Local governments across the state were rocked early Thursday by Gov. Gavin Newsom’s announcement that he’d temporarily withhold hundreds of millions of dollars in state homelessness funds until local governments submitted bolder plans to reduce homelessness.
The Los Angeles Times broke the news. But Newsom did not reject big-picture homelessness plans such as those released by the city of San Diego and the Regional Task Force on Homelessness.
Rather, Newsom is unimpressed with technical plans cities and counties across the state submitted to receive Homeless Housing, Assistance and Prevention Program funds, a specific stream of money the state provides to local governments. He wants bolder goals – and results.
The San Diego region had collectively expected to receive about $54 million from the grant program, some of which the city and others received months ago. Using those funds, regional leaders projected they’d achieve outcomes including a 10 percent increase in people accessing homeless services annually and 4 percent reductions in unsheltered homelessness and newly homeless San Diegans.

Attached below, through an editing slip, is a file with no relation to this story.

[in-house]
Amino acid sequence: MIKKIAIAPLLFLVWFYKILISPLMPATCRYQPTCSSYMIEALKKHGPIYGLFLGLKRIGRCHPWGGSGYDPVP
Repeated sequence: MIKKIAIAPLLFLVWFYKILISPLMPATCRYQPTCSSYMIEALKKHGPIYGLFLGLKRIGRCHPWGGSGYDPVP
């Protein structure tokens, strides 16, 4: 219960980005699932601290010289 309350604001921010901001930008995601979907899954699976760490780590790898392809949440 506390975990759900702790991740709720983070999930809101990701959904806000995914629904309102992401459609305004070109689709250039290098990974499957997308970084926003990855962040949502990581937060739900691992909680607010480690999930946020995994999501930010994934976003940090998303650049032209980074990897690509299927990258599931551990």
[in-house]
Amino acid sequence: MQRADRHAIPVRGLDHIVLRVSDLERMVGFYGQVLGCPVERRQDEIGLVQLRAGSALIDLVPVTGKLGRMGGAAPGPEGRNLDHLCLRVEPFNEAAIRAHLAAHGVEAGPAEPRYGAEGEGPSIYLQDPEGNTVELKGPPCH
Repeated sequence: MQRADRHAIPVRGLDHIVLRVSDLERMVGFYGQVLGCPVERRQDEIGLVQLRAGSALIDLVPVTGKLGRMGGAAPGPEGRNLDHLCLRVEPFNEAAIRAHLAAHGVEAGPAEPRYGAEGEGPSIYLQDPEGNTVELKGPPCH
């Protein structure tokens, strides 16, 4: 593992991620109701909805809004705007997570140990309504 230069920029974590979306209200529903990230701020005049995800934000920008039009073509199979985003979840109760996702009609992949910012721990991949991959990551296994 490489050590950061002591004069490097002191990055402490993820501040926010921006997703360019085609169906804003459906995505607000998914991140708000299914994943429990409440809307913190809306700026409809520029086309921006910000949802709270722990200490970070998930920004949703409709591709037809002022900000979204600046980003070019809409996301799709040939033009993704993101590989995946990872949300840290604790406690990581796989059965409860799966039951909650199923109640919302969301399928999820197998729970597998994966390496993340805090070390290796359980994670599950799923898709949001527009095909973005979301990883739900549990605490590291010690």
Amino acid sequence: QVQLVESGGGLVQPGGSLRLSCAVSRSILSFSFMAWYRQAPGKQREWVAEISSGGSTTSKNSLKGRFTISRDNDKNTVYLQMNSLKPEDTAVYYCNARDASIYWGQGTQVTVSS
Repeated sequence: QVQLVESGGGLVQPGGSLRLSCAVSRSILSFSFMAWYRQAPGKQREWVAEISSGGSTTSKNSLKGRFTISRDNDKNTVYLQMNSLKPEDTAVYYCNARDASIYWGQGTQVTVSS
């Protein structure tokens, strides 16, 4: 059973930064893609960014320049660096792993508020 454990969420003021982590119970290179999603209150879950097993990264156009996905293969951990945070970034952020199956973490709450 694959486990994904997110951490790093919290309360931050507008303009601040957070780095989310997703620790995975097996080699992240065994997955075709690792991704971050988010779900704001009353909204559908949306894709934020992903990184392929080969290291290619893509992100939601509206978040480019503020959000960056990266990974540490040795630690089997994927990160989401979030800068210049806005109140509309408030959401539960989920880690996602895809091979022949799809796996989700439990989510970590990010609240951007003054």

For now, the local impact of Newsom’s decision to hold back funds is unclear. Newsom’s office said he’s calling a meeting later this month to “review the state’s collective approach to homelessness and identify new strategies to better address the growing homelessness crisis.”
The city of San Diego – at least initially – appeared to potentially have the most to lose. So-called HHAP funding is most crucial to cities and San Diego planned to spend roughly $22 million of its overall $27 million allocation on shelters. The city has of late been focused on expanding shelters – and it is seeing more demand for beds it already has.
Rachel Laing, a spokeswoman for Mayor Todd Gloria, said the city for now has enough to keep its programs backed by HHAP funding running for the next few months, and expects to receive its full allocation by the end of the year after revising its action plan.
County spokesman Michael Workman said he couldn’t immediately comment on the impact of Newsom’s decision.
Nathan Fletcher, chair of the county Board of Supervisors, wrote in a statement that he looks forward to meeting with Newsom and other leaders across the state “to learn from one another and work together on a unified strategy for this humanitarian crisis.”
Gloria struck a similar tone.
“We look forward to a frank and productive discussion on how to improve outcomes to make the kind of tangible progress Californians want and deserve to see on our streets,” he wrote in a statement.